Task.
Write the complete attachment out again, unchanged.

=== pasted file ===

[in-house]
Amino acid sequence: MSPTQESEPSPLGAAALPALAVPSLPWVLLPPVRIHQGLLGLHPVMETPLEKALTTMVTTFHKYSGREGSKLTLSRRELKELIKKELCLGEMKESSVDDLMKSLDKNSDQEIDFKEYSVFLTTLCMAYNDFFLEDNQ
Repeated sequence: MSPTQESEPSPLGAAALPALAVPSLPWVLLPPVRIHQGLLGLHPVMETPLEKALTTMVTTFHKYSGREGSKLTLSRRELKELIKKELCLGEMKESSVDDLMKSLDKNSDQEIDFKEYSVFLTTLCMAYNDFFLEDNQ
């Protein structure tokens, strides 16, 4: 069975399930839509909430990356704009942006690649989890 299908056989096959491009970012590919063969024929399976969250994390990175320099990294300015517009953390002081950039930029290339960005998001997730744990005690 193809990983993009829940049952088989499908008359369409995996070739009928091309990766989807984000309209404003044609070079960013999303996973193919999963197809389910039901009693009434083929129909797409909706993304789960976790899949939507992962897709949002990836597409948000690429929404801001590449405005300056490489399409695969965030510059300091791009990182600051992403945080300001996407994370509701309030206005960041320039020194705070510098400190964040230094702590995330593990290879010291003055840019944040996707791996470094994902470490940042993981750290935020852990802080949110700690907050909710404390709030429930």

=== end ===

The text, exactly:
[in-house]
Amino acid sequence: MSPTQESEPSPLGAAALPALAVPSLPWVLLPPVRIHQGLLGLHPVMETPLEKALTTMVTTFHKYSGREGSKLTLSRRELKELIKKELCLGEMKESSVDDLMKSLDKNSDQEIDFKEYSVFLTTLCMAYNDFFLEDNQ
Repeated sequence: MSPTQESEPSPLGAAALPALAVPSLPWVLLPPVRIHQGLLGLHPVMETPLEKALTTMVTTFHKYSGREGSKLTLSRRELKELIKKELCLGEMKESSVDDLMKSLDKNSDQEIDFKEYSVFLTTLCMAYNDFFLEDNQ
């Protein structure tokens, strides 16, 4: 069975399930839509909430990356704009942006690649989890 299908056989096959491009970012590919063969024929399976969250994390990175320099990294300015517009953390002081950039930029290339960005998001997730744990005690 193809990983993009829940049952088989499908008359369409995996070739009928091309990766989807984000309209404003044609070079960013999303996973193919999963197809389910039901009693009434083929129909797409909706993304789960976790899949939507992962897709949002990836597409948000690429929404801001590449405005300056490489399409695969965030510059300091791009990182600051992403945080300001996407994370509701309030206005960041320039020194705070510098400190964040230094702590995330593990290879010291003055840019944040996707791996470094994902470490940042993981750290935020852990802080949110700690907050909710404390709030429930």